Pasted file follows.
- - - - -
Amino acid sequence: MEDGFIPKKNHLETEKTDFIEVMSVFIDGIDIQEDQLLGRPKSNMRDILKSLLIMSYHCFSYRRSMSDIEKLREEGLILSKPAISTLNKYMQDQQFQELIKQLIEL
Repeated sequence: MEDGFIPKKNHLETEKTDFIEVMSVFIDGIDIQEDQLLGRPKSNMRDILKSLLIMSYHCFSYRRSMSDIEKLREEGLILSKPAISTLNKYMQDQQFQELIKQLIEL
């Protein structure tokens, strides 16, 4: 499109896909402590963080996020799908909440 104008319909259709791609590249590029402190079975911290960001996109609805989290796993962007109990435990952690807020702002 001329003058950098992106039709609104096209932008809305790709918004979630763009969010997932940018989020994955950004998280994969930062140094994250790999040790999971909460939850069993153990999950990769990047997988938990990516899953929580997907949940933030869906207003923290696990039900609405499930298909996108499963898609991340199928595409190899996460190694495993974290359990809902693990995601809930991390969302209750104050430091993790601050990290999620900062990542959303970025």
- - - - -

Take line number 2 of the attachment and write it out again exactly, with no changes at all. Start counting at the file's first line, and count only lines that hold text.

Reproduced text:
Repeated sequence: MEDGFIPKKNHLETEKTDFIEVMSVFIDGIDIQEDQLLGRPKSNMRDILKSLLIMSYHCFSYRRSMSDIEKLREEGLILSKPAISTLNKYMQDQQFQELIKQLIEL